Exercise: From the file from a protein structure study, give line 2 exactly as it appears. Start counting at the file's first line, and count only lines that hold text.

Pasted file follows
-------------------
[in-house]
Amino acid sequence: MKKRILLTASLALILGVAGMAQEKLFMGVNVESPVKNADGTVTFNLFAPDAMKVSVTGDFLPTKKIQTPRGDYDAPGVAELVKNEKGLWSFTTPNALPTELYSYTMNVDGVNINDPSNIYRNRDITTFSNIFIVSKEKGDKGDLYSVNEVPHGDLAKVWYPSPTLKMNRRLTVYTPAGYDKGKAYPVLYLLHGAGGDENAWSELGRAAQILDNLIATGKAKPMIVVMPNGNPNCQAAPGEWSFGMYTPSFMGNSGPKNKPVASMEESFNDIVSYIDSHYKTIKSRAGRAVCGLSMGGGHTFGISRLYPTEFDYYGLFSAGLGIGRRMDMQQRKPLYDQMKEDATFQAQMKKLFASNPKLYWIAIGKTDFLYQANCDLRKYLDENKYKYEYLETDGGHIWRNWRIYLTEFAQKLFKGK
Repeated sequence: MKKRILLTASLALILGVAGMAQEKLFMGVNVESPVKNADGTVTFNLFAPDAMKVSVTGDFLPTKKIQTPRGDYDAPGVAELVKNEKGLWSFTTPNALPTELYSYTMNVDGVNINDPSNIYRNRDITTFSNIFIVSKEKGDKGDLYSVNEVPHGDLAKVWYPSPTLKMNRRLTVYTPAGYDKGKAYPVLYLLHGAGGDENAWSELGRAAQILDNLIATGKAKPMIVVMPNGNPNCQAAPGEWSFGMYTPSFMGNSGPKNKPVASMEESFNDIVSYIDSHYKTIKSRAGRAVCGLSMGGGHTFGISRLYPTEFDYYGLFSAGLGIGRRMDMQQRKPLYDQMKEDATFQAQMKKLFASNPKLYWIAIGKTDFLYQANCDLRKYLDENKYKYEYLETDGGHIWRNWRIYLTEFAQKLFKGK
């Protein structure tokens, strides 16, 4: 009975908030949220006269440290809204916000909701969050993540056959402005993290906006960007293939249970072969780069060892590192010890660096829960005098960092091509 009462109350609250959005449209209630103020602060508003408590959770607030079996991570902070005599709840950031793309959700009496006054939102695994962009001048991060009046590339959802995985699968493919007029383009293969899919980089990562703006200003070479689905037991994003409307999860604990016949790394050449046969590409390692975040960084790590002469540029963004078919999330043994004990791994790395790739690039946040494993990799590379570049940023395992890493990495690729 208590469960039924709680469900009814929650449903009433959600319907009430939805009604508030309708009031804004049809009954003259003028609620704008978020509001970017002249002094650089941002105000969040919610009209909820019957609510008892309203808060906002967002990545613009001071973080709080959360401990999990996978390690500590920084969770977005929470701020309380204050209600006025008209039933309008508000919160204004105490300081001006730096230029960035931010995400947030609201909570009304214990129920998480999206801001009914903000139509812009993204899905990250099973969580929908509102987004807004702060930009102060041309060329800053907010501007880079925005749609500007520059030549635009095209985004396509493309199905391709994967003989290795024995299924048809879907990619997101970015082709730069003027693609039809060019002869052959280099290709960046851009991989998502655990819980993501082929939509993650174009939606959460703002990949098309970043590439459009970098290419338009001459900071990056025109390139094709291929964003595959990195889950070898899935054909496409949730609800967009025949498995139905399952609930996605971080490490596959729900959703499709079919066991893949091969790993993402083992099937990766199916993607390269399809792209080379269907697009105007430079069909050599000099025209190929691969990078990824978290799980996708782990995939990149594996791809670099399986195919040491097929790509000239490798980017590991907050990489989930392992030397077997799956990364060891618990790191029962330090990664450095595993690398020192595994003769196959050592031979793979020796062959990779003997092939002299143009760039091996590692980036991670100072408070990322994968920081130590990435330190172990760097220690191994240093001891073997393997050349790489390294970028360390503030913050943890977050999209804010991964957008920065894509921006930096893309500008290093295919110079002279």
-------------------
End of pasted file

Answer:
Amino acid sequence: MKKRILLTASLALILGVAGMAQEKLFMGVNVESPVKNADGTVTFNLFAPDAMKVSVTGDFLPTKKIQTPRGDYDAPGVAELVKNEKGLWSFTTPNALPTELYSYTMNVDGVNINDPSNIYRNRDITTFSNIFIVSKEKGDKGDLYSVNEVPHGDLAKVWYPSPTLKMNRRLTVYTPAGYDKGKAYPVLYLLHGAGGDENAWSELGRAAQILDNLIATGKAKPMIVVMPNGNPNCQAAPGEWSFGMYTPSFMGNSGPKNKPVASMEESFNDIVSYIDSHYKTIKSRAGRAVCGLSMGGGHTFGISRLYPTEFDYYGLFSAGLGIGRRMDMQQRKPLYDQMKEDATFQAQMKKLFASNPKLYWIAIGKTDFLYQANCDLRKYLDENKYKYEYLETDGGHIWRNWRIYLTEFAQKLFKGK